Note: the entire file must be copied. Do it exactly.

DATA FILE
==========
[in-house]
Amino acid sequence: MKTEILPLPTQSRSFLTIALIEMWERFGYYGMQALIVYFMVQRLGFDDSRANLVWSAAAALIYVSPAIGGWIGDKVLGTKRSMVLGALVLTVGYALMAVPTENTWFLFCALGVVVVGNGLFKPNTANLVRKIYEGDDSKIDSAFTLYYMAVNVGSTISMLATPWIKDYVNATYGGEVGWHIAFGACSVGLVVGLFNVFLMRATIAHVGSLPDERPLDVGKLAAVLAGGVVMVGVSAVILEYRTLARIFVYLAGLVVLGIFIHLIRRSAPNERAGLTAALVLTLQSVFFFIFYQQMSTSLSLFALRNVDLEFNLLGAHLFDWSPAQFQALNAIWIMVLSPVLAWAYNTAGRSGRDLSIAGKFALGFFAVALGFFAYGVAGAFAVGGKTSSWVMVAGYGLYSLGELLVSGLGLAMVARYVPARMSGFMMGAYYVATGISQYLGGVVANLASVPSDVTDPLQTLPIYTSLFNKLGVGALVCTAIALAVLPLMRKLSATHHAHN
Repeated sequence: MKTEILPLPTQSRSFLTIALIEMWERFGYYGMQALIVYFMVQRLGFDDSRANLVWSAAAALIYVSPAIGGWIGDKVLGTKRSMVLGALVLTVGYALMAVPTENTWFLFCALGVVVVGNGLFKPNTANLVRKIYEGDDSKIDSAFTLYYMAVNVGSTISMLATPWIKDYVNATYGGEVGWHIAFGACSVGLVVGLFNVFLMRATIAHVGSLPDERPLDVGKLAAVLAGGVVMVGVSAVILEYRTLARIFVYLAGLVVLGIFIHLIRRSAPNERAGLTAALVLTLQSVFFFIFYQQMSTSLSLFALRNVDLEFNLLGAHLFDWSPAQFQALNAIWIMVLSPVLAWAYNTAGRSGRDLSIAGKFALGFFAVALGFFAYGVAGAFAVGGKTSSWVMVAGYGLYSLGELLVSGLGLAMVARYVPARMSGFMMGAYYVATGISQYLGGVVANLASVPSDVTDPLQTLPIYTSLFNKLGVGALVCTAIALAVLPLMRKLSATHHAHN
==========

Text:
[in-house]
Amino acid sequence: MKTEILPLPTQSRSFLTIALIEMWERFGYYGMQALIVYFMVQRLGFDDSRANLVWSAAAALIYVSPAIGGWIGDKVLGTKRSMVLGALVLTVGYALMAVPTENTWFLFCALGVVVVGNGLFKPNTANLVRKIYEGDDSKIDSAFTLYYMAVNVGSTISMLATPWIKDYVNATYGGEVGWHIAFGACSVGLVVGLFNVFLMRATIAHVGSLPDERPLDVGKLAAVLAGGVVMVGVSAVILEYRTLARIFVYLAGLVVLGIFIHLIRRSAPNERAGLTAALVLTLQSVFFFIFYQQMSTSLSLFALRNVDLEFNLLGAHLFDWSPAQFQALNAIWIMVLSPVLAWAYNTAGRSGRDLSIAGKFALGFFAVALGFFAYGVAGAFAVGGKTSSWVMVAGYGLYSLGELLVSGLGLAMVARYVPARMSGFMMGAYYVATGISQYLGGVVANLASVPSDVTDPLQTLPIYTSLFNKLGVGALVCTAIALAVLPLMRKLSATHHAHN
Repeated sequence: MKTEILPLPTQSRSFLTIALIEMWERFGYYGMQALIVYFMVQRLGFDDSRANLVWSAAAALIYVSPAIGGWIGDKVLGTKRSMVLGALVLTVGYALMAVPTENTWFLFCALGVVVVGNGLFKPNTANLVRKIYEGDDSKIDSAFTLYYMAVNVGSTISMLATPWIKDYVNATYGGEVGWHIAFGACSVGLVVGLFNVFLMRATIAHVGSLPDERPLDVGKLAAVLAGGVVMVGVSAVILEYRTLARIFVYLAGLVVLGIFIHLIRRSAPNERAGLTAALVLTLQSVFFFIFYQQMSTSLSLFALRNVDLEFNLLGAHLFDWSPAQFQALNAIWIMVLSPVLAWAYNTAGRSGRDLSIAGKFALGFFAVALGFFAYGVAGAFAVGGKTSSWVMVAGYGLYSLGELLVSGLGLAMVARYVPARMSGFMMGAYYVATGISQYLGGVVANLASVPSDVTDPLQTLPIYTSLFNKLGVGALVCTAIALAVLPLMRKLSATHHAHN